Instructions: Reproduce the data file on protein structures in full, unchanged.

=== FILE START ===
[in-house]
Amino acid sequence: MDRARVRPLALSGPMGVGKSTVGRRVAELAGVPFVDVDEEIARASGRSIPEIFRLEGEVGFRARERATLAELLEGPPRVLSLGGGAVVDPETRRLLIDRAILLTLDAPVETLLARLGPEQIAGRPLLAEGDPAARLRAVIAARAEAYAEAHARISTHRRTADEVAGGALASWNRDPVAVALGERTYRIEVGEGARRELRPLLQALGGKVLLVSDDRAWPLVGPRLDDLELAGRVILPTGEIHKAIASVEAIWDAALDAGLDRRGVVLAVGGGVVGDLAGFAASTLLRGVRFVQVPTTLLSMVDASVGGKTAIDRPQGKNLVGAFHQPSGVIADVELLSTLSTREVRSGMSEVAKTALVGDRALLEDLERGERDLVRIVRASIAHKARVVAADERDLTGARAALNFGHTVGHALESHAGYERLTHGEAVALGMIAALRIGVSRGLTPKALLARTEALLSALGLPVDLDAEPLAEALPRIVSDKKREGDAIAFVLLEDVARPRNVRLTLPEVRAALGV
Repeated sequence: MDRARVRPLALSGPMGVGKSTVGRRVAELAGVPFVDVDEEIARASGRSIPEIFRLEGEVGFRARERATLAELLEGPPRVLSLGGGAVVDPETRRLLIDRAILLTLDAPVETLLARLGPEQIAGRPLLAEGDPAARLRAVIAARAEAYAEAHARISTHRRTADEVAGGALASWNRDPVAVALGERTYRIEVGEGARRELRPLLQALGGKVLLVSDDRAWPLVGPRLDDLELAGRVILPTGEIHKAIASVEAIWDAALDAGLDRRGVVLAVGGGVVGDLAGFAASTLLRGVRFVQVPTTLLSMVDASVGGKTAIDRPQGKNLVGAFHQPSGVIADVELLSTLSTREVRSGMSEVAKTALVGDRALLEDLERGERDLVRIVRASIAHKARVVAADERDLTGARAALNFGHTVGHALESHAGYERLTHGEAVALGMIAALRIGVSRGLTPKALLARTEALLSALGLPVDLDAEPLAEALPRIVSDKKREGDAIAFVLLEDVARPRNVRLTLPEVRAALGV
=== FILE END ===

[in-house]
Amino acid sequence: MDRARVRPLALSGPMGVGKSTVGRRVAELAGVPFVDVDEEIARASGRSIPEIFRLEGEVGFRARERATLAELLEGPPRVLSLGGGAVVDPETRRLLIDRAILLTLDAPVETLLARLGPEQIAGRPLLAEGDPAARLRAVIAARAEAYAEAHARISTHRRTADEVAGGALASWNRDPVAVALGERTYRIEVGEGARRELRPLLQALGGKVLLVSDDRAWPLVGPRLDDLELAGRVILPTGEIHKAIASVEAIWDAALDAGLDRRGVVLAVGGGVVGDLAGFAASTLLRGVRFVQVPTTLLSMVDASVGGKTAIDRPQGKNLVGAFHQPSGVIADVELLSTLSTREVRSGMSEVAKTALVGDRALLEDLERGERDLVRIVRASIAHKARVVAADERDLTGARAALNFGHTVGHALESHAGYERLTHGEAVALGMIAALRIGVSRGLTPKALLARTEALLSALGLPVDLDAEPLAEALPRIVSDKKREGDAIAFVLLEDVARPRNVRLTLPEVRAALGV
Repeated sequence: MDRARVRPLALSGPMGVGKSTVGRRVAELAGVPFVDVDEEIARASGRSIPEIFRLEGEVGFRARERATLAELLEGPPRVLSLGGGAVVDPETRRLLIDRAILLTLDAPVETLLARLGPEQIAGRPLLAEGDPAARLRAVIAARAEAYAEAHARISTHRRTADEVAGGALASWNRDPVAVALGERTYRIEVGEGARRELRPLLQALGGKVLLVSDDRAWPLVGPRLDDLELAGRVILPTGEIHKAIASVEAIWDAALDAGLDRRGVVLAVGGGVVGDLAGFAASTLLRGVRFVQVPTTLLSMVDASVGGKTAIDRPQGKNLVGAFHQPSGVIADVELLSTLSTREVRSGMSEVAKTALVGDRALLEDLERGERDLVRIVRASIAHKARVVAADERDLTGARAALNFGHTVGHALESHAGYERLTHGEAVALGMIAALRIGVSRGLTPKALLARTEALLSALGLPVDLDAEPLAEALPRIVSDKKREGDAIAFVLLEDVARPRNVRLTLPEVRAALGV